My Yoga Super Heroes


I used to think my yoga teachers were super heroes. Now that I teach, I’m constantly tempted to compare myself to them, and the comparisons are not always favorable to me.

I want to be like them because their work changed my life. Maybe even saved it. I know I’m not exactly the most with-it grownup on the block, but can you imaging where my life would be without yoga? I can’t.

At sixteen, I didn’t have the patience to just sit and be quiet. I was anxious about everything. My brain never quit chattering. I would regularly tear at my skin until I bled. And I hated everyone and everything. Yoga became the moving meditation that allowed me to find some quiet within myself. I have Janet to thank for that.

At twenty-seven, in a panic about the grey cubicle farm that was my daily life, I turned to yoga again, this time with a different need. I had learned to make peace with my body, but could I make peace with the rest of my life? This is when Elizabeth introduced me to the real power of the breath, which gave me the ability to be present in this moment. Notably, many of life’s worries drop away when you’re living in the present rather than stressing about the past or the future. I learned to work on my problems just like asanas — one moment at a time, letting the breath be my guide.

Now that I’m teaching, I wonder if I can give my students the same things my teachers gave me, and I don’t know the answer. Maybe it’s not my job to give my them precisely the same lessons but rather to introduce them to their own inner teacher. We honor certain great teachers with the title “guru,” but the true guru for each of us is the wisdom that lives within us. Finding that divine spark within yourself feels a lot like how I imagine super powers feel. Now, if only I could figure out how to give people that.

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Yoga Sutra 1.13: Define Practice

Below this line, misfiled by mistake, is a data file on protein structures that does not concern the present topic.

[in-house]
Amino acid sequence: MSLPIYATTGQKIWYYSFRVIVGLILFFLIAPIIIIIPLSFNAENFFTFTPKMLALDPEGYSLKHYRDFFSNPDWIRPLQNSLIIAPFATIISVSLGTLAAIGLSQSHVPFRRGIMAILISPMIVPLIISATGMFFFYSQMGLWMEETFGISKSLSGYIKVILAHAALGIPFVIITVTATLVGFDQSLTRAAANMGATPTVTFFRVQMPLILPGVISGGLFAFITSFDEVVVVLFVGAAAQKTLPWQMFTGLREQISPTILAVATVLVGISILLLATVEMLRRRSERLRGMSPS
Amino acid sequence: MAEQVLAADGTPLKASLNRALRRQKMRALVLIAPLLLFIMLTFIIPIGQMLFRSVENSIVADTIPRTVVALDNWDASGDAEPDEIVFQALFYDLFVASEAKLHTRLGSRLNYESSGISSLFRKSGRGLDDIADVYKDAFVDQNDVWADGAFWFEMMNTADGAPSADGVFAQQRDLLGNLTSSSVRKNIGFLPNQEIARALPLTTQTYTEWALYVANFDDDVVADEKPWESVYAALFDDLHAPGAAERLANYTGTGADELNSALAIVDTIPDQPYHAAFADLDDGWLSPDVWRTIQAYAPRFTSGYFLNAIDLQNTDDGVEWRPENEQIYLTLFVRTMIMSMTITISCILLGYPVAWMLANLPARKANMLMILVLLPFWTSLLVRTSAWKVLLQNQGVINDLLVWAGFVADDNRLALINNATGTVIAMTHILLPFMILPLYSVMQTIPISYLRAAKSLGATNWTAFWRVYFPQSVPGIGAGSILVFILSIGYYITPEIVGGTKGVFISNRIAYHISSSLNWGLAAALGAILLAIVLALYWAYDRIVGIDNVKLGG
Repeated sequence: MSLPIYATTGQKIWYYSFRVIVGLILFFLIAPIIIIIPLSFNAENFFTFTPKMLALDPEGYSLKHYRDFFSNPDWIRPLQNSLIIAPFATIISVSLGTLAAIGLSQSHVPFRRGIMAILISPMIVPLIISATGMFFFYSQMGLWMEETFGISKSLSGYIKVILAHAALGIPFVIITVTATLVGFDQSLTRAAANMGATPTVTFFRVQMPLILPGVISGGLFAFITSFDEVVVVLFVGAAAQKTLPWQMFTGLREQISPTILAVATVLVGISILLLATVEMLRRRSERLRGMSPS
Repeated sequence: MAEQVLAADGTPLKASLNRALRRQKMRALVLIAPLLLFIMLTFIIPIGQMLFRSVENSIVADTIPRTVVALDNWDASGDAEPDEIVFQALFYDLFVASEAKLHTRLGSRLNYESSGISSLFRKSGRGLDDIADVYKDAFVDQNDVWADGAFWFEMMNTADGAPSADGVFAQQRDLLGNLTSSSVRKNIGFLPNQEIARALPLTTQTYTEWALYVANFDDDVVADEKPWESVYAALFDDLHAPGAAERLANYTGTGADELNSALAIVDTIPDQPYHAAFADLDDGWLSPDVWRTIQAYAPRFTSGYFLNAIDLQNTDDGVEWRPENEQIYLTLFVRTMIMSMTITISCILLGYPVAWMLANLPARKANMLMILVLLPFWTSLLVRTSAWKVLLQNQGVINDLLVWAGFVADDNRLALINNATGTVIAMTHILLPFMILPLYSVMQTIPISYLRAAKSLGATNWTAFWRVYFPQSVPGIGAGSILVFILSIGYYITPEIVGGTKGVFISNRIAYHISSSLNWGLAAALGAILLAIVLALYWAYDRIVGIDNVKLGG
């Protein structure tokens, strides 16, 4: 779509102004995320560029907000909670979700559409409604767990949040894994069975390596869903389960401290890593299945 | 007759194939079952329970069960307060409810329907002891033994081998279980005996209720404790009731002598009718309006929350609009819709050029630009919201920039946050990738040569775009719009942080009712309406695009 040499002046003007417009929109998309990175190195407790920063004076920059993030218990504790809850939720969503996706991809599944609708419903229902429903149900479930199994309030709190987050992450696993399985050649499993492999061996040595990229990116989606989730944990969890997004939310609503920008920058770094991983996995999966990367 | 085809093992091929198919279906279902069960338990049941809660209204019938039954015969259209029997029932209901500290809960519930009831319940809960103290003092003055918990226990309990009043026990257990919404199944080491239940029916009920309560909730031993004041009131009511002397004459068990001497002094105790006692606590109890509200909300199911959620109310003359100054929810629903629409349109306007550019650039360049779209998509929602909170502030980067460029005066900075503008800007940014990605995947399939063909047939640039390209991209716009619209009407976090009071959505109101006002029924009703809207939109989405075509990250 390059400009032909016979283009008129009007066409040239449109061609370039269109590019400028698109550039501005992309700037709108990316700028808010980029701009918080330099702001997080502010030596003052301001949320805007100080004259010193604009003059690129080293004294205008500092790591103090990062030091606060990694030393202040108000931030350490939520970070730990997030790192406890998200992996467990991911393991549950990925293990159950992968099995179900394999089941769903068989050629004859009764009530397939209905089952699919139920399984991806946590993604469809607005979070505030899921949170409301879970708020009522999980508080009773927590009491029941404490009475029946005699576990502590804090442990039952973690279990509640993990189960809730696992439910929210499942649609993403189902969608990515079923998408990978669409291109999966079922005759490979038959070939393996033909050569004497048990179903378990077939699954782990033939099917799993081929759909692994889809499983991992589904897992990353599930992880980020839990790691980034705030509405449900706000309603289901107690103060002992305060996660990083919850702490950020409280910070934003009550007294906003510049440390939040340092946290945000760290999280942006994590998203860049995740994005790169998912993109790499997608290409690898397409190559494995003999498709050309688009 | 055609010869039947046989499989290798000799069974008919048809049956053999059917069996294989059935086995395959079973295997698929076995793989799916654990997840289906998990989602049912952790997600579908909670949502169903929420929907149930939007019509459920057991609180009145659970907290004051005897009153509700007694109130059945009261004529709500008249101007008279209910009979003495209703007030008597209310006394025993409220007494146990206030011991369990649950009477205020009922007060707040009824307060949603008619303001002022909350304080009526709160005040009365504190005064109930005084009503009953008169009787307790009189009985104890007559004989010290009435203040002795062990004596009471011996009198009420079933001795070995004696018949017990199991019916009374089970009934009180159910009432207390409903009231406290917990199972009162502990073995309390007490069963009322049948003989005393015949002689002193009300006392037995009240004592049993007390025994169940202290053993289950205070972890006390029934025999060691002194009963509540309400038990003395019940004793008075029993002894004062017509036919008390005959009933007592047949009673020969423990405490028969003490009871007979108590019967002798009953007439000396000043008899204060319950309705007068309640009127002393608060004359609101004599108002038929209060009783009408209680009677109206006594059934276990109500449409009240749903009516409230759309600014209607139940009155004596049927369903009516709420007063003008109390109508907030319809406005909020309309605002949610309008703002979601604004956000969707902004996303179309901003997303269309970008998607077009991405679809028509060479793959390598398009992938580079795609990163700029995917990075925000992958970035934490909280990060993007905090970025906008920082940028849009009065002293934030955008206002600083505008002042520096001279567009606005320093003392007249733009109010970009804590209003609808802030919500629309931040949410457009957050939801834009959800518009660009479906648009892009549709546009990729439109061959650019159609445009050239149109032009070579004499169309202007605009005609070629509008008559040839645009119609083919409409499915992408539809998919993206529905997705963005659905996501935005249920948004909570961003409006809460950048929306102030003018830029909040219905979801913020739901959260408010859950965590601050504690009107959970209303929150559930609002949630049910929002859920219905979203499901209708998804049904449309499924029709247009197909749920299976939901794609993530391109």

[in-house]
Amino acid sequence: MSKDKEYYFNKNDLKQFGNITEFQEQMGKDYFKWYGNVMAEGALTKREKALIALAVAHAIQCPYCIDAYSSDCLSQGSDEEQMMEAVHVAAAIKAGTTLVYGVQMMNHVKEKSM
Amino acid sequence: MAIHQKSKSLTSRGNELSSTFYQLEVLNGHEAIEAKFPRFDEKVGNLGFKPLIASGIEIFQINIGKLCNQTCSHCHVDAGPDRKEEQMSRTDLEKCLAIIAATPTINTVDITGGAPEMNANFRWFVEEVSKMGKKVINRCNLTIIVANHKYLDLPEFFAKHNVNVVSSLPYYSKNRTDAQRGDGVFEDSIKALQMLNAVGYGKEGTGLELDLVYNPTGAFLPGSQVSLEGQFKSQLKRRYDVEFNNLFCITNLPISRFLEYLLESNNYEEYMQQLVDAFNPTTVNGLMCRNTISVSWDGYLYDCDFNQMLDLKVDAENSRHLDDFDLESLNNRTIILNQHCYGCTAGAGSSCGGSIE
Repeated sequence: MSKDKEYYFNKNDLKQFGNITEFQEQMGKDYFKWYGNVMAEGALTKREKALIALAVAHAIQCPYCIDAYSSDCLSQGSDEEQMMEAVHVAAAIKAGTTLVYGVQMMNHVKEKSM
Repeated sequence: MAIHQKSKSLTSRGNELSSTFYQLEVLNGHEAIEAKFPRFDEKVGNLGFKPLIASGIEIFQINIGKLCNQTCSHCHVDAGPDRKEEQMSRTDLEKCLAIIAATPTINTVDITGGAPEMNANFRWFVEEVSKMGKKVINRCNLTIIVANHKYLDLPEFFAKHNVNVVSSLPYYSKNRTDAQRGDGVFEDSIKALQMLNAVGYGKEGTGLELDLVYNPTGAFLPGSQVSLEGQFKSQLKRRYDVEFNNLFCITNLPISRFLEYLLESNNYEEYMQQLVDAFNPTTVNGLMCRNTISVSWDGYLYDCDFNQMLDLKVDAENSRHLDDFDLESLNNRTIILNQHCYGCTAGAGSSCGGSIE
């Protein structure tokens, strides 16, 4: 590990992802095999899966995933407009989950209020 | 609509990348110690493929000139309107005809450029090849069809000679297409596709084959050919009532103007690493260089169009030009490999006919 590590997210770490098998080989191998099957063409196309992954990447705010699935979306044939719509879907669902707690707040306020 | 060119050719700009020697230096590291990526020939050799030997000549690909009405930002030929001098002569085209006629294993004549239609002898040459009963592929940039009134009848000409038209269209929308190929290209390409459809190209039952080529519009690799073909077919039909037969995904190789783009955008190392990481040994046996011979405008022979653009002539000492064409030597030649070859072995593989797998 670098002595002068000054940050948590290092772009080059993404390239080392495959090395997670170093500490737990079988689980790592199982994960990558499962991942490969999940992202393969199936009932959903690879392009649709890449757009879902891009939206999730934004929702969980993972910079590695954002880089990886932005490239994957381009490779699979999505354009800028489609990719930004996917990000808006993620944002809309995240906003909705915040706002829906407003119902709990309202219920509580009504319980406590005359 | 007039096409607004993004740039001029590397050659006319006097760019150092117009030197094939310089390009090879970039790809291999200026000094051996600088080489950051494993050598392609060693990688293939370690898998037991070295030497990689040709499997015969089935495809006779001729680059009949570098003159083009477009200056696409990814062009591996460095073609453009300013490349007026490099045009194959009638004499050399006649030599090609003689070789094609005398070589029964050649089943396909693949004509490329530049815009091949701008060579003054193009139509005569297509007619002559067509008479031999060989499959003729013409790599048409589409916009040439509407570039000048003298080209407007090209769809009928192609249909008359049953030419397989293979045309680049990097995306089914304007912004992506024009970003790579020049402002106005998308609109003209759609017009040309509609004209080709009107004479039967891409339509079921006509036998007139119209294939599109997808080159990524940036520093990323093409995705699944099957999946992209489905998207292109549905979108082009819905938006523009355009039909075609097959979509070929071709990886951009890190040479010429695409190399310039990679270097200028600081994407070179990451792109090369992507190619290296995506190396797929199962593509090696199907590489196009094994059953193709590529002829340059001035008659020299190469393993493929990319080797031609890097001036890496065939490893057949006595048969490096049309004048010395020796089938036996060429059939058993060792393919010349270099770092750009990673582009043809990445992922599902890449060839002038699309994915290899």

by Darla Hueske

Of these two, effort toward steadiness of mind is practice.

Effort toward steadiness of mind. In other words, meditation.

Meditation can take many forms, such as the seated practice most people think of or more physical practices. Asana itself can be a moving meditation when we tune in to the body and the breath and make our focus single-pointed. Meditation can be done in the form of walking, singing, chanting, and even eating. Anything you do can be a form of meditation if you are practicing with your entire awareness.

Bonus: Here’s a simple meditation practice you can work with to get started.

Sit comfortably in a chair or on the floor. Sit up straight but without too much effort or strain. Close your eyes, and pay attention to your breath. Begin counting your breath — each complete round of breath is one count. Inhale, exhale: one. Inhale, exhale: two… and so on.

Attempt to focus strictly on your breath and the counting until you reach ten. If your mind wanders to other topics, start over. If you’re being honest, chances are good that you’ll have to start over several times. Remember: Thinking about how great you’re doing counts as thinking. Start over.

This exercise is simple, yet challenging and serves to show you just how much our minds tend to wander! Practice it a few times this week, and next week we’ll answer the question on everyone’s mind: When do we get to be enlightened?

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5 Minute Mediation

Lately, I’ve become really passionate about getting people to meditate. As a yoga teacher, I often have students who just want a workout, and while I know it’s so important to take good care of our bodies, the real purpose in my yoga practice is to create peace, and meditation is an extraordinary tool for doing just that.

This short meditation can be especially beneficial right after a yoga practice or any kind of workout because exercise helps to calm the mind, which allows us to meditate, but you can practice it absolutely any time.

If you’re comfortable with this technique, you can extend the meditation for as long as you like.

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